The EBA is pushing for a crackdown on banks that ignore gender diversity rules
The European Banking Authority wants supervisors across the EU to crack down on banks and investment firms that break diversity rules after its research showed more than a quarter of firms are still ignoring the requirements introduced in 2014.
The EBA, which writes the rulebook enforced by the European Central Bank and national supervisors, said Tuesday that 27 percent of the nearly 800 European banks and investment firms it inspects still haven’t created the diversity guidelines that were mandated by law nearly a decade ago before.
The EBA’s report also chronicled the painfully slow progress of banks and investment firms in improving the diversity of their top management teams and boards of directors, which are almost 75 per cent male and continue to pay men more than women for their services.
The report comes nearly a decade after the EU created legal requirements requiring banks and other financial services firms to address the predominantly white, male and middle-aged profile of their boardrooms and boards in the wake of the financial crisis.
The rules included a requirement that all companies establish a diversity policy for their boards of directors and that larger companies set goals to improve the diversity of their leadership teams.
Adoption of the guidelines was better for larger institutions, where compliance was 94 percent for a group composed mostly of large banks. However, the EBA criticized this group’s approach to setting binding targets, noting that nearly 40 per cent had set “very low” targets, including some aiming for less than 25 per cent women on boards.
Bernd Rummel, policy expert at the EBA, called the number of companies flouting the rules “simply unacceptable” and said the Paris-based lawmaker will conduct a “specific exercise” to see if regulators are doing this task had grown.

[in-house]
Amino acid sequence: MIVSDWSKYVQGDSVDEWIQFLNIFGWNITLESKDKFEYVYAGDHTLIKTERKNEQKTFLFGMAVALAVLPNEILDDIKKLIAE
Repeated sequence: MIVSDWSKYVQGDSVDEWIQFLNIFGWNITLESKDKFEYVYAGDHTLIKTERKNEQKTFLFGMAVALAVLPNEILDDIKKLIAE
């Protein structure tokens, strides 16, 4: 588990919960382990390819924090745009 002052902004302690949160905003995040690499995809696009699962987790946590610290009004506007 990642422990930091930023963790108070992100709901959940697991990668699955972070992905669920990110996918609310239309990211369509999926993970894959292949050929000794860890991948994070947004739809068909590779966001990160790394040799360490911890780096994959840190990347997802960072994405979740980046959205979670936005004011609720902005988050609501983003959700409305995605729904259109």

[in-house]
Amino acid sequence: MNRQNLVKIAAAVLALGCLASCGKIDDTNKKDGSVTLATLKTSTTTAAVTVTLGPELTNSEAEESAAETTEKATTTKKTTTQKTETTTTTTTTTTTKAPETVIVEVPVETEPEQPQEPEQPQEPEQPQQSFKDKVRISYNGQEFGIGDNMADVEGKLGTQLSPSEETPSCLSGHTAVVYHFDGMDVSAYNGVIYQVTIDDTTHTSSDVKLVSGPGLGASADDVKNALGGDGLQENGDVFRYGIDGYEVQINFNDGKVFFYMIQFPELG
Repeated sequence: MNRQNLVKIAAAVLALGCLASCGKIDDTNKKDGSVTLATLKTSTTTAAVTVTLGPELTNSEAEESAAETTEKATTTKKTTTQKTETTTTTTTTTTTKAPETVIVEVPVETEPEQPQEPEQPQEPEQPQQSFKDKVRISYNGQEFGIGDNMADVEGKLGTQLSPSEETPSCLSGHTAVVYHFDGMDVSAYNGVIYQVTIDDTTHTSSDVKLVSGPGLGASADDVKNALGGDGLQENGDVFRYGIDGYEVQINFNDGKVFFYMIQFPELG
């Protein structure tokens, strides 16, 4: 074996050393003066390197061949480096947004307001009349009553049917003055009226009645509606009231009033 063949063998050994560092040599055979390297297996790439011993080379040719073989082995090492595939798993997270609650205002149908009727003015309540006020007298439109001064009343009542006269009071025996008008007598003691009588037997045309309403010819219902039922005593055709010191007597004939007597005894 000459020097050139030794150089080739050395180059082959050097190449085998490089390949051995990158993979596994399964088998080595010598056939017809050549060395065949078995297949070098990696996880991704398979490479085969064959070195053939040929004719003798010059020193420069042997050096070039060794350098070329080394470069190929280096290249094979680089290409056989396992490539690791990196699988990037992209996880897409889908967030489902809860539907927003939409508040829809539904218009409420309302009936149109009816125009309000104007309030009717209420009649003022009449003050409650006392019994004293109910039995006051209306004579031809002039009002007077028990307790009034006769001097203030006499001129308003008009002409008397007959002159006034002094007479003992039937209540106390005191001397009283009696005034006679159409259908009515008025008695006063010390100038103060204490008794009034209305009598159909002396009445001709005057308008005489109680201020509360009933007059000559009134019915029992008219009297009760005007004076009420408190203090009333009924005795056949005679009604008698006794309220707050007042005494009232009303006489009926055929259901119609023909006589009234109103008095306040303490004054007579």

The EBA wants them to use supervisory powers to force banks and investment firms to comply with rules. These options could include higher capital requirements and business restrictions.
The EBA’s claims to enforce the standards would not only make companies fairer, but also safer by fighting groupthink.
Rummel said a discussion in the EBA’s board of European supervisors suggested there was “a great willingness” to resolve the issue.
Banking regulators have already made compliance with diversity rules part of their annual supervisory review. If a bank is found to be repeatedly in breach of its diversity obligations, “then regulatory action becomes tougher,” he said.
The EBA also wants regulators to check whether companies’ pay policies are “gender neutral” – as required by EU law. The EBA review found that female CEOs earned an average of 9.5 percent less than male colleagues, even excluding CEO salaries. Female non-executive directors earned nearly 6 percent less.
EU policies encourage diversity in terms of gender, age, educational background and geography, but policy work has mainly focused on gender.
Overall, the EBA found that women made up 18% of managing directors in banks and investment firms, up from 15% three years earlier when the data also included the UK. “The effect is not huge,” Rummel said, explaining how the number of institutions analyzed only fell from 834 to 791 as both the UK and Norway dropped out.
The proportion of women on supervisory boards increased from 22 percent to 26 percent in 2018-21, while the proportion of female CEOs increased from 8 percent to 11 percent.
https://www.ft.com/content/b8e181fc-cedc-4b5a-bdc5-00ef4e3d21c7 The EBA is pushing for a crackdown on banks that ignore gender diversity rules